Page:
Solid-State and Nanotechnology
Democratization of Next-Generation Imaging, Diagnostics and Measurement Tools through Computational Photonics
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My research focuses on the use of computation/algorithms to create new optical microscopy, sensing, and diagnostic techniques, significantly improving existing tools for probing micro- and nano-objects while also simplifying the designs of these analysis tools. In this presentation, I will introduce a new set of computational microscopes which use lens-free on-chip imaging to replace traditional lenses with holographic reconstruction algorithms. Basically, 3D images of specimens are reconstructed from their "shadows" providing considerably improved field-of-view (FOV) and depth-of-field, thus enabling large sample volumes to be rapidly imaged, even at nanoscale. These new computational microscopes routinely generate >1"“2 billion pixels (giga-pixels), where even single viruses can be detected with a FOV that is >100 fold wider than other techniques. At the heart of this leapfrog performance lie self-assembled liquid nano-lenses that are computationally imaged on a chip. These self-assembled nano-lenses are stable for >1 hour at room temperature, and are composed of a biocompatible buffer that prevents nano-particle aggregation while also acting as a spatial "phase mask." The field-of-view of these computational microscopes is equal to the active-area of the sensor-array, easily reaching, for example, >20 mm2 or >10 cm2 by employing state-of-the-art CMOS or CCD imaging chips, respectively.
In addition to this remarkable increase in throughput, another major benefit of this technology is that it lends itself to field-portable and cost-effective designs which easily integrate with smartphones to conduct giga-pixel tele-pathology and microscopy even in resource-poor and remote settings where traditional techniques are difficult to implement and sustain, thus opening the door to various telemedicine applications in global health. Some other examples of these smartphone-based biomedical tools that I will describe include imaging flow cytometers, immunochromatographic diagnostic test readers, bacteria/pathogen sensors, blood analyzers for complete blood count, and allergen detectors. Through the development of similar computational imagers, I will also report the discovery of new 3D swimming patterns observed in human and animal sperm. One of this newly discovered and extremely rare motion is in the form of "chiral ribbons" where the planar swings of the sperm head occur on an osculating plane creating in some cases a helical ribbon and in some others a twisted ribbon. Shedding light onto the statistics and biophysics of various micro-swimmers' 3D motion, these results provide an important example of how biomedical imaging significantly benefits from emerging computational algorithms/theories, revolutionizing existing tools for observing various micro- and nano-scale phenomena in innovative, high-throughput, and yet cost-effective ways.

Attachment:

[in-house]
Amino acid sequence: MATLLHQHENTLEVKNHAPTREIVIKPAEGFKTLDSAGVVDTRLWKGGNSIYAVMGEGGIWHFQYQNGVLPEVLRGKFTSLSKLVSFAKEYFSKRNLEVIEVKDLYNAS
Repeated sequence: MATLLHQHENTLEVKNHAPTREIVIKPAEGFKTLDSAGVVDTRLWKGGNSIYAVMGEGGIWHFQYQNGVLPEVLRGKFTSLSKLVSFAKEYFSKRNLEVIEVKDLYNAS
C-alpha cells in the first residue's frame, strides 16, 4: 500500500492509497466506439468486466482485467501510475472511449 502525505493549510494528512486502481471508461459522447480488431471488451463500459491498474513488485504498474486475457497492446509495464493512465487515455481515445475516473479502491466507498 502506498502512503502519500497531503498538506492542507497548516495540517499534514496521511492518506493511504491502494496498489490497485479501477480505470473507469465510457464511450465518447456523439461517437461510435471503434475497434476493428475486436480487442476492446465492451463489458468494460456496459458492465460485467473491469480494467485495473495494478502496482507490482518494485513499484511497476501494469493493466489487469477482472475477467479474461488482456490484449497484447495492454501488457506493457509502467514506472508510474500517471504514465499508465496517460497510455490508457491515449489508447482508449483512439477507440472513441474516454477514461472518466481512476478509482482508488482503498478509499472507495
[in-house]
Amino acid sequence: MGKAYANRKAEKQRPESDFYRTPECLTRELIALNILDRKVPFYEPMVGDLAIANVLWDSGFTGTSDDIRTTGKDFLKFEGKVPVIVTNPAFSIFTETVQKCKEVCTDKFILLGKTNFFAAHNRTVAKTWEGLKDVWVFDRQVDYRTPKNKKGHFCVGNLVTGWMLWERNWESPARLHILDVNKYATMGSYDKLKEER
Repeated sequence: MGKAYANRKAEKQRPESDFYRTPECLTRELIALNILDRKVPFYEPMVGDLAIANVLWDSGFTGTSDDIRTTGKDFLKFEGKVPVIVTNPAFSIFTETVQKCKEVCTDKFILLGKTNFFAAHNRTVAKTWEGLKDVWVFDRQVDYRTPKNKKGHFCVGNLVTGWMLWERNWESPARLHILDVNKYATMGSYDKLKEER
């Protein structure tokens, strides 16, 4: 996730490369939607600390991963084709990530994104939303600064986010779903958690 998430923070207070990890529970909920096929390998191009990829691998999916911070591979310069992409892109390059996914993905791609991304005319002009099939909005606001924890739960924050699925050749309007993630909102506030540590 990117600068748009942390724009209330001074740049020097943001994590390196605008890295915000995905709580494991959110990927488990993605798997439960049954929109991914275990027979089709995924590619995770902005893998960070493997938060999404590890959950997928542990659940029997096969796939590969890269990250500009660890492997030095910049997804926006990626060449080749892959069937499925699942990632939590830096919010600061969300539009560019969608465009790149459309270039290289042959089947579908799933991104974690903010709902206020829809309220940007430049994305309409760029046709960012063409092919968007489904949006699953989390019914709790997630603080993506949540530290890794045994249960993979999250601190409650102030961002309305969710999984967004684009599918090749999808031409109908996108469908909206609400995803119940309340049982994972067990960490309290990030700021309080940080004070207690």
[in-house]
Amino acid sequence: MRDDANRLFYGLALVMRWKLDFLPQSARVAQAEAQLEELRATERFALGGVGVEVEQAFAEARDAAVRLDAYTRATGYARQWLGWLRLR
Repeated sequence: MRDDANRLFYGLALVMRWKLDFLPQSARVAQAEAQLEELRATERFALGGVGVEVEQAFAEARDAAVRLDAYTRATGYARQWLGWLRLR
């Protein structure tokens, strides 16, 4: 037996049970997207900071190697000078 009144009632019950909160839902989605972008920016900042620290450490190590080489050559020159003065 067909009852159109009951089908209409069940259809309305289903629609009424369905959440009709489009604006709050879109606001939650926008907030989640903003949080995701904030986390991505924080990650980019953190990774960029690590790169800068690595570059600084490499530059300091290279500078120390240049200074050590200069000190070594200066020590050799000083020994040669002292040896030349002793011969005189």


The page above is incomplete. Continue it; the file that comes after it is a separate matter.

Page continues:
Dr. Ozcan is the Chancellor's Professor at UCLA and an HHMI Professor with the Howard Hughes Medical Institute, leading the Bio- and Nano-Photonics Laboratory at UCLA School of Engineering and is also the Associate Director of the California NanoSystems Institute (CNSI). Dr. Ozcan holds 29 issued patents (all of which are licensed) and >20 pending patent applications and is also the author of one book and the co-author of more than 350 peer reviewed research articles in major scientific journals and conferences. Dr. Ozcan is a Fellow of SPIE and OSA, and has received major awards including the Presidential Early Career Award for Scientists and Engineers (PECASE), SPIE Biophotonics Technology Innovator Award, SPIE Early Career Achievement Award, ARO Young Investigator Award, NSF CAREER Award, NIH Director's New Innovator Award, ONR Young Investigator Award, IEEE Photonics Society Young Investigator Award and MIT's TR35 Award for his seminal contributions to near-field and on-chip imaging, and telemedicine based diagnostics. Dr. Ozcan is also the recipient of the National Geographic Emerging Explorer Award, National Academy of Engineering (NAE) The Grainger Foundation Frontiers of Engineering Award, Popular Science Brilliant 10 Award, Gates Foundation Grand Challenges Award, Popular Mechanics Breakthrough Award, Netexplorateur Award, Microscopy Today Innovation Award, and the Wireless Innovation Award organized by the Vodafone Americas Foundation as well as the Okawa Foundation Award. http://innovate.ee.ucla.edu/ http://org.ee.ucla.edu/